Man years ago, there was a little boy named Barry Allen, who took solace from an unfair and sometimes cruel world by reading his mother's old comic books.
That young man grew up to be a premier police forensic scientist, helping solve crimes by day and spending all his other waking hours desperately trying to piece together the mystery of his mother's death.
He's despondent about the state of the world and his life, and burning the candle at both ends isn't helping. When one night...
And so, Barry Allen became the Flash, the FASTEST MAN ALIVE! But he didn't start off knowing all the ropes. This is the story of how that rookie hero became one of the greatest heroes in the multiverse!
Barry Allen missed out on the “Year One” wave of the ’90s, being that he was, y’know, heroically deceased at the time. What’s interesting is that the origin modern fans know – with the Reverse Flash going back in time and murdering his mother, and his dad taking the fall for it – didn’t exist prior to Geoff Johns’ and Ethan van Sciver’s 2009 Flash: Rebirth miniseries. And thanks to the hit CW show, that seems to be the new de facto Barry Allen origin (it’s also referenced in Justice League, but the less that’s said about that movie iteration of the Flash, the better). It might therefore surprise modern readers to learn that prior to Barry’s demise in Crisis on Infinite Earths, his parents were alive and well, thank you very much!
But modern readers want a little more, a little bit more depth of motivation than “Well, I got these powers, gotta go fight crime now!” Which is of course historically where Marvel came in and changed the game in the ’60s, but DC being DC, stubbornly refused to learn from its competitor’s success and continued publishing relatively whitebread good-guy-punches-bad-guy superheroics all the way up until COIE, which forced their universe into a far more Marvelized iteration for better or worse. But Barry, of course, had gone to his heroic end by that time and passed the torch onto protege Wally West, whose entire heroic persona became living up to the legacy of his mentor. Powerful stuff, but by its very nature, it meant that Barry was now defined by his death. His origins were ultimately superfluous beyond the basic how he got his powers component.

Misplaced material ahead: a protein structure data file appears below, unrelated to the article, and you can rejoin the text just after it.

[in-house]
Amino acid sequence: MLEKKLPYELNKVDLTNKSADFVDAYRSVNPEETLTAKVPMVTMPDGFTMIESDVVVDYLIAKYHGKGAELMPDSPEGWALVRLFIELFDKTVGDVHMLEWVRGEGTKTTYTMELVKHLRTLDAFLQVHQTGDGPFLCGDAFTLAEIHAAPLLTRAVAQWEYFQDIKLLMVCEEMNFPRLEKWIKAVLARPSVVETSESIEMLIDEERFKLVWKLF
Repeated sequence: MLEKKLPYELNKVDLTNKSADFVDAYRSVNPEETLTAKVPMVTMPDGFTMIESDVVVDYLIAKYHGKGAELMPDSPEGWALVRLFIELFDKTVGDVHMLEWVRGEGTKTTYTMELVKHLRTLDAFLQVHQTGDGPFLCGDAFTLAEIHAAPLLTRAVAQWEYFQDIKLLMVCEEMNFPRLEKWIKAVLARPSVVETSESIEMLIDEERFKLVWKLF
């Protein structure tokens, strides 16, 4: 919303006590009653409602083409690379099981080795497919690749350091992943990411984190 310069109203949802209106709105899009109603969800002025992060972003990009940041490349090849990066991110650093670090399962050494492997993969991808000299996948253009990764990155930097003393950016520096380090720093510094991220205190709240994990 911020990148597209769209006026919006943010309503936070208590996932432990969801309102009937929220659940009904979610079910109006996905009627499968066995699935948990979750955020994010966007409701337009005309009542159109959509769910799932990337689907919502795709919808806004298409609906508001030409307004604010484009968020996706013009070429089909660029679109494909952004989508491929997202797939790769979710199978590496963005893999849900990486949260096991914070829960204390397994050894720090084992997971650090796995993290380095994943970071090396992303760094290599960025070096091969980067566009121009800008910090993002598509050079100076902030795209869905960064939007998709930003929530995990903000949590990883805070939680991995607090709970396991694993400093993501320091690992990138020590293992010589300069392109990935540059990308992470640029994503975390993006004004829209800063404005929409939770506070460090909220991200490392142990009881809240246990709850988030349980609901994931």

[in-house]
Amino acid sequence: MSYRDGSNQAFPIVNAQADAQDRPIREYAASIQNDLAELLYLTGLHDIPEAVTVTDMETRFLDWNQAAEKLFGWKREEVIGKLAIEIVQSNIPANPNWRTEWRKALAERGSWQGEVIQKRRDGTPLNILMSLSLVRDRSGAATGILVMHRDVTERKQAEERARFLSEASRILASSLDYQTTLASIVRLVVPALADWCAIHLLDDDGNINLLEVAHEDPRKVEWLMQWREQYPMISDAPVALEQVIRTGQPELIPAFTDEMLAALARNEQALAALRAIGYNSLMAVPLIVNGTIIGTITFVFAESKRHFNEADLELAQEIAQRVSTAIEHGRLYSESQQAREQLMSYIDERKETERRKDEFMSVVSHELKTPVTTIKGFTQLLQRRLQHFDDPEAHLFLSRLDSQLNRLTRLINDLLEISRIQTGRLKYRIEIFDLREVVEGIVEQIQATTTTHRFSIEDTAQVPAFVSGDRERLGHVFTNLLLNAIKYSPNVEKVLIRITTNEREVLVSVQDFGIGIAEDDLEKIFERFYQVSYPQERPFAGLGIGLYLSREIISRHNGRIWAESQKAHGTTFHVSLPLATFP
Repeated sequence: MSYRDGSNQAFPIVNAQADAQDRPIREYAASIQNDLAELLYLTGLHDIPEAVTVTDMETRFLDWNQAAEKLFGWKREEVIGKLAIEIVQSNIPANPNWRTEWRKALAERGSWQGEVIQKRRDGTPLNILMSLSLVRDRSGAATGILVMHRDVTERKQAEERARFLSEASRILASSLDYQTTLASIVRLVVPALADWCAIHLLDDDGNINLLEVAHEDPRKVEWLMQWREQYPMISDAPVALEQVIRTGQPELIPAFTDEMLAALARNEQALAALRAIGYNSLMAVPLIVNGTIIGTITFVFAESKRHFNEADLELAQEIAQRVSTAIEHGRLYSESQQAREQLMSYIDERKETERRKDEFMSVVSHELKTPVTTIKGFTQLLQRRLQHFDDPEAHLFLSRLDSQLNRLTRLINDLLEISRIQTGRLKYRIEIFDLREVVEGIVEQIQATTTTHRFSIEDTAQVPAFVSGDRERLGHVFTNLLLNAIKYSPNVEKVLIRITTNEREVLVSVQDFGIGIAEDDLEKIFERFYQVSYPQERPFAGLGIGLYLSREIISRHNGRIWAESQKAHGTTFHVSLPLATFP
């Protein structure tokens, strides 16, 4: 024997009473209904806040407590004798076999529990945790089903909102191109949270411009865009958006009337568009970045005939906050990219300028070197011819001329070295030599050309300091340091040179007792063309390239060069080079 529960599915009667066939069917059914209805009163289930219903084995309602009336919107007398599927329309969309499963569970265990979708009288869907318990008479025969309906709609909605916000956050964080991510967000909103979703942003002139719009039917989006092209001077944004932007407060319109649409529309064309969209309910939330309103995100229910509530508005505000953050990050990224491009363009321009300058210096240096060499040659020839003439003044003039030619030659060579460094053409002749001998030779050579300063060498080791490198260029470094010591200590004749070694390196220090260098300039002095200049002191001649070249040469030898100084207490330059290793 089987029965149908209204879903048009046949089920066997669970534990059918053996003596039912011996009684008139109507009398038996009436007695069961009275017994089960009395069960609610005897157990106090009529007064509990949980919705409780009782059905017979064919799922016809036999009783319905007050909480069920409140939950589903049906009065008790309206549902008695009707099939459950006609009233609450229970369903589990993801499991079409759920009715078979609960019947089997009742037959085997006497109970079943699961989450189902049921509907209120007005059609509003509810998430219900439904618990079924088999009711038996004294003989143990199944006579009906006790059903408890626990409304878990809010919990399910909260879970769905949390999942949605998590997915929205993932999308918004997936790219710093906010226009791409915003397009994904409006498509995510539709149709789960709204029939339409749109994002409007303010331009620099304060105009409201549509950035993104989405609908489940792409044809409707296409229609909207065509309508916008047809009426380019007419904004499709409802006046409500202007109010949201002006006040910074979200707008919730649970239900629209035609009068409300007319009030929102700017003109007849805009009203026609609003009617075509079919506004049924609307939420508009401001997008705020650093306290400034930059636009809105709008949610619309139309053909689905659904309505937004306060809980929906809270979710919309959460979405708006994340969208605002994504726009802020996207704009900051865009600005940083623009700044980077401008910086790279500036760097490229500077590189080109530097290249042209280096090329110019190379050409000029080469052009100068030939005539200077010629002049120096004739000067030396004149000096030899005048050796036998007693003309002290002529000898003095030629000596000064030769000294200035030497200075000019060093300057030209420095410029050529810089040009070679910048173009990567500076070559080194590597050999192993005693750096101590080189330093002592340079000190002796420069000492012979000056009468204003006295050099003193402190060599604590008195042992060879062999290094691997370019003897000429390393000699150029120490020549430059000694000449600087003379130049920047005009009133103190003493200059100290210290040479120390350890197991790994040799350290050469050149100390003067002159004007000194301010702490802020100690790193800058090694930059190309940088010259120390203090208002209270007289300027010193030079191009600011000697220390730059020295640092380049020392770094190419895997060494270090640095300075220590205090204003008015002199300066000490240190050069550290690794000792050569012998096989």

So it fell upon Johns to bring that anachronism into the present, and for what it’s worth, there’s been a lot of mileage gotten out of it not just in comics but as I stated above, in other media as well. And now writer Josh Williamson is picking up where Johns left off, expanding on the basic conceits laid out a decade ago and peeking in on just what it was like for Barry in the time after he was fatefully struck by lightning/doused in lab chemicals.
We see Barry as something of a sad-sack when we first catch up with him as an adult. His work doesn’t inspire much faith in humanity, and his personal investigations into clearing his father of his mom’s murder are going nowhere. He’s burning the candle at both ends, with very little to show for it. When he’s struck by that fateful lightning, everything changes: He’s inspired to puzzle out the mystery of not only what’s happened to him but the science behind how his new powers work, and once he gets the hang of them, he’s found a new reason to live. The thrill, the sheer joy of being the fastest man alive, overwhelms him, and he’s grinning like a dying man who’s been told he has a new lease on life. It’s an awesome, life-affirming moment, and exactly what this story should be about.